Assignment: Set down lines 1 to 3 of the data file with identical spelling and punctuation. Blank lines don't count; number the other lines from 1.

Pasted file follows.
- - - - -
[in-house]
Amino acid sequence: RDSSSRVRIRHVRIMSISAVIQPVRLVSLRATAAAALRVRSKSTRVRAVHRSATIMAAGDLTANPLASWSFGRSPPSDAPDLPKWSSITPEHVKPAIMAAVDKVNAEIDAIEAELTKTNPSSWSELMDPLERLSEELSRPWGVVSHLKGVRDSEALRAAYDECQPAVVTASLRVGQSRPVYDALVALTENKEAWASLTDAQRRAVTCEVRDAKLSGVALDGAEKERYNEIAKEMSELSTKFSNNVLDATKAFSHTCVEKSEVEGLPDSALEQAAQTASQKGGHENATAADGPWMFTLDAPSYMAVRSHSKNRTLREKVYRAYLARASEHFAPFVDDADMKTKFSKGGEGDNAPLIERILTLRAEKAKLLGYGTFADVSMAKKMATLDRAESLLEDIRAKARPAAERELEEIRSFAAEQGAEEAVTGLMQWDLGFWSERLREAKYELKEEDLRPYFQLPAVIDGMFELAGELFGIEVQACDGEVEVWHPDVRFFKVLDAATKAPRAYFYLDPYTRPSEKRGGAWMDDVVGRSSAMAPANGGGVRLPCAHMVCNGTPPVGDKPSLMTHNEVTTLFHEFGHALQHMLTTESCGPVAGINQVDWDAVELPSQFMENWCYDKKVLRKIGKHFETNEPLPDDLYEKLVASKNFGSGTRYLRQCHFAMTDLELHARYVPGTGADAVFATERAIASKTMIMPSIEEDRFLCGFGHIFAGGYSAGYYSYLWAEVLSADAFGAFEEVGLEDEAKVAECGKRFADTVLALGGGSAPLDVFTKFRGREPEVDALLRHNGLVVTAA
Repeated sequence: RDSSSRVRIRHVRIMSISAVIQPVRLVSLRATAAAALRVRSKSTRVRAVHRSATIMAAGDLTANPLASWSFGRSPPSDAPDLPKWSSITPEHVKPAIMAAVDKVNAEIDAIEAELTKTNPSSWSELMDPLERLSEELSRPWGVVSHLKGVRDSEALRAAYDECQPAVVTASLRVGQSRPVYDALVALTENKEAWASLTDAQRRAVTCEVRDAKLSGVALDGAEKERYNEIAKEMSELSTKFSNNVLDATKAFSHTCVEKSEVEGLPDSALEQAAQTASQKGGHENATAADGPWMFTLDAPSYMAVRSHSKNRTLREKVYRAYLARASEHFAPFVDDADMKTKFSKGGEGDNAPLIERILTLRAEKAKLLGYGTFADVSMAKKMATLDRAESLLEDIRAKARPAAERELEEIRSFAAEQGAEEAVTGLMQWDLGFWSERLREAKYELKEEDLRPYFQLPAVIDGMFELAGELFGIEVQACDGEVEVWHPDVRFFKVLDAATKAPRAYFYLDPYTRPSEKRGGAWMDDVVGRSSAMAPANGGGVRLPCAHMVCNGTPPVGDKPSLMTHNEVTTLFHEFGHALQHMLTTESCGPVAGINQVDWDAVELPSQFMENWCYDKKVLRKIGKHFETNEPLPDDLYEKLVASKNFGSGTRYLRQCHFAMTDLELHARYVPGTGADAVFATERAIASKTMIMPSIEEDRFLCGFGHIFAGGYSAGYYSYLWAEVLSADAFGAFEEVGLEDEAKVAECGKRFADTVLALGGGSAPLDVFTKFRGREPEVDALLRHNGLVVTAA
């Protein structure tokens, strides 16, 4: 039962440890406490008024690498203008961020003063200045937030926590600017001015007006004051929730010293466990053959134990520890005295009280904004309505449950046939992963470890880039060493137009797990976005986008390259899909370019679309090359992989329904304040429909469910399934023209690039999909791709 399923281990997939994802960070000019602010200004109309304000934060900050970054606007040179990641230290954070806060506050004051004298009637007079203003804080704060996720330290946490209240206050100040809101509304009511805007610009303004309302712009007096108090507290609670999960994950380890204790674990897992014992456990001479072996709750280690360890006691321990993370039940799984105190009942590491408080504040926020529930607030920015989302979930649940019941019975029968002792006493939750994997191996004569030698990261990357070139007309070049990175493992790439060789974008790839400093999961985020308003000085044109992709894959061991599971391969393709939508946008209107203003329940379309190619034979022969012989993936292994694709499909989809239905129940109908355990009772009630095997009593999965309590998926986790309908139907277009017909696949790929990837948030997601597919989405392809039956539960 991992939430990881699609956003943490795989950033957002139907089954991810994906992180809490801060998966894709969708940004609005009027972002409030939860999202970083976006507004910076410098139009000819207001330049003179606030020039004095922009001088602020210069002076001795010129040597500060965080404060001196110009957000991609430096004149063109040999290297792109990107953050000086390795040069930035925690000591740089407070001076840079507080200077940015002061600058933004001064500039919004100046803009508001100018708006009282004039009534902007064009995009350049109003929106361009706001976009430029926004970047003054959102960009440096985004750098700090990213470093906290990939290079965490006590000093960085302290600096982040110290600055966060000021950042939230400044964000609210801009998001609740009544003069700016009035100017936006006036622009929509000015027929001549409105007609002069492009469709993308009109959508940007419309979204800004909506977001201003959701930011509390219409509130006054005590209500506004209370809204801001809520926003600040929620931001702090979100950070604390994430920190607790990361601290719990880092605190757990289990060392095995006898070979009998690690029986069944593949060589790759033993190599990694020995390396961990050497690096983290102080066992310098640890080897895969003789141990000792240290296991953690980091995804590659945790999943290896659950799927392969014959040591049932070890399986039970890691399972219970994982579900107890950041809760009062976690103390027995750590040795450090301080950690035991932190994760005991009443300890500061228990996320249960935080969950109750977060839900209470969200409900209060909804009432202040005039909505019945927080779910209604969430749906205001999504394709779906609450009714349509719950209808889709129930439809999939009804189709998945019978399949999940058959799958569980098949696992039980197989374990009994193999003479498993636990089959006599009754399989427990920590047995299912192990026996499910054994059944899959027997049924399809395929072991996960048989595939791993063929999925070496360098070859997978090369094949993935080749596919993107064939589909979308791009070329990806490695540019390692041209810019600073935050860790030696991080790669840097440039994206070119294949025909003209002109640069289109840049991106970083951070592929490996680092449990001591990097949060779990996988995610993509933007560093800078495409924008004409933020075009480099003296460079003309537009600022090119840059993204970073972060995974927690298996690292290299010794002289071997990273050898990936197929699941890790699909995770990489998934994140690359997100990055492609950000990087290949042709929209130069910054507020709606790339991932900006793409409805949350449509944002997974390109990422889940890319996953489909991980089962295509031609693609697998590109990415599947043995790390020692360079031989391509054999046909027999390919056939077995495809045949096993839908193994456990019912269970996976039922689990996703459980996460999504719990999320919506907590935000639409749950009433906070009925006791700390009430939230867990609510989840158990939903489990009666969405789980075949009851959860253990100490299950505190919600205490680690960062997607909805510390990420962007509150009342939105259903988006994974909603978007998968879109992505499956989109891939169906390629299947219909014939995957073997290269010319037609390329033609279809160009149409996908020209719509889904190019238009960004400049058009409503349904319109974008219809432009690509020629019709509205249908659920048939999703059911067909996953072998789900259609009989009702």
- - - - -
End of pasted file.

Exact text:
[in-house]
Amino acid sequence: RDSSSRVRIRHVRIMSISAVIQPVRLVSLRATAAAALRVRSKSTRVRAVHRSATIMAAGDLTANPLASWSFGRSPPSDAPDLPKWSSITPEHVKPAIMAAVDKVNAEIDAIEAELTKTNPSSWSELMDPLERLSEELSRPWGVVSHLKGVRDSEALRAAYDECQPAVVTASLRVGQSRPVYDALVALTENKEAWASLTDAQRRAVTCEVRDAKLSGVALDGAEKERYNEIAKEMSELSTKFSNNVLDATKAFSHTCVEKSEVEGLPDSALEQAAQTASQKGGHENATAADGPWMFTLDAPSYMAVRSHSKNRTLREKVYRAYLARASEHFAPFVDDADMKTKFSKGGEGDNAPLIERILTLRAEKAKLLGYGTFADVSMAKKMATLDRAESLLEDIRAKARPAAERELEEIRSFAAEQGAEEAVTGLMQWDLGFWSERLREAKYELKEEDLRPYFQLPAVIDGMFELAGELFGIEVQACDGEVEVWHPDVRFFKVLDAATKAPRAYFYLDPYTRPSEKRGGAWMDDVVGRSSAMAPANGGGVRLPCAHMVCNGTPPVGDKPSLMTHNEVTTLFHEFGHALQHMLTTESCGPVAGINQVDWDAVELPSQFMENWCYDKKVLRKIGKHFETNEPLPDDLYEKLVASKNFGSGTRYLRQCHFAMTDLELHARYVPGTGADAVFATERAIASKTMIMPSIEEDRFLCGFGHIFAGGYSAGYYSYLWAEVLSADAFGAFEEVGLEDEAKVAECGKRFADTVLALGGGSAPLDVFTKFRGREPEVDALLRHNGLVVTAA
Repeated sequence: RDSSSRVRIRHVRIMSISAVIQPVRLVSLRATAAAALRVRSKSTRVRAVHRSATIMAAGDLTANPLASWSFGRSPPSDAPDLPKWSSITPEHVKPAIMAAVDKVNAEIDAIEAELTKTNPSSWSELMDPLERLSEELSRPWGVVSHLKGVRDSEALRAAYDECQPAVVTASLRVGQSRPVYDALVALTENKEAWASLTDAQRRAVTCEVRDAKLSGVALDGAEKERYNEIAKEMSELSTKFSNNVLDATKAFSHTCVEKSEVEGLPDSALEQAAQTASQKGGHENATAADGPWMFTLDAPSYMAVRSHSKNRTLREKVYRAYLARASEHFAPFVDDADMKTKFSKGGEGDNAPLIERILTLRAEKAKLLGYGTFADVSMAKKMATLDRAESLLEDIRAKARPAAERELEEIRSFAAEQGAEEAVTGLMQWDLGFWSERLREAKYELKEEDLRPYFQLPAVIDGMFELAGELFGIEVQACDGEVEVWHPDVRFFKVLDAATKAPRAYFYLDPYTRPSEKRGGAWMDDVVGRSSAMAPANGGGVRLPCAHMVCNGTPPVGDKPSLMTHNEVTTLFHEFGHALQHMLTTESCGPVAGINQVDWDAVELPSQFMENWCYDKKVLRKIGKHFETNEPLPDDLYEKLVASKNFGSGTRYLRQCHFAMTDLELHARYVPGTGADAVFATERAIASKTMIMPSIEEDRFLCGFGHIFAGGYSAGYYSYLWAEVLSADAFGAFEEVGLEDEAKVAECGKRFADTVLALGGGSAPLDVFTKFRGREPEVDALLRHNGLVVTAA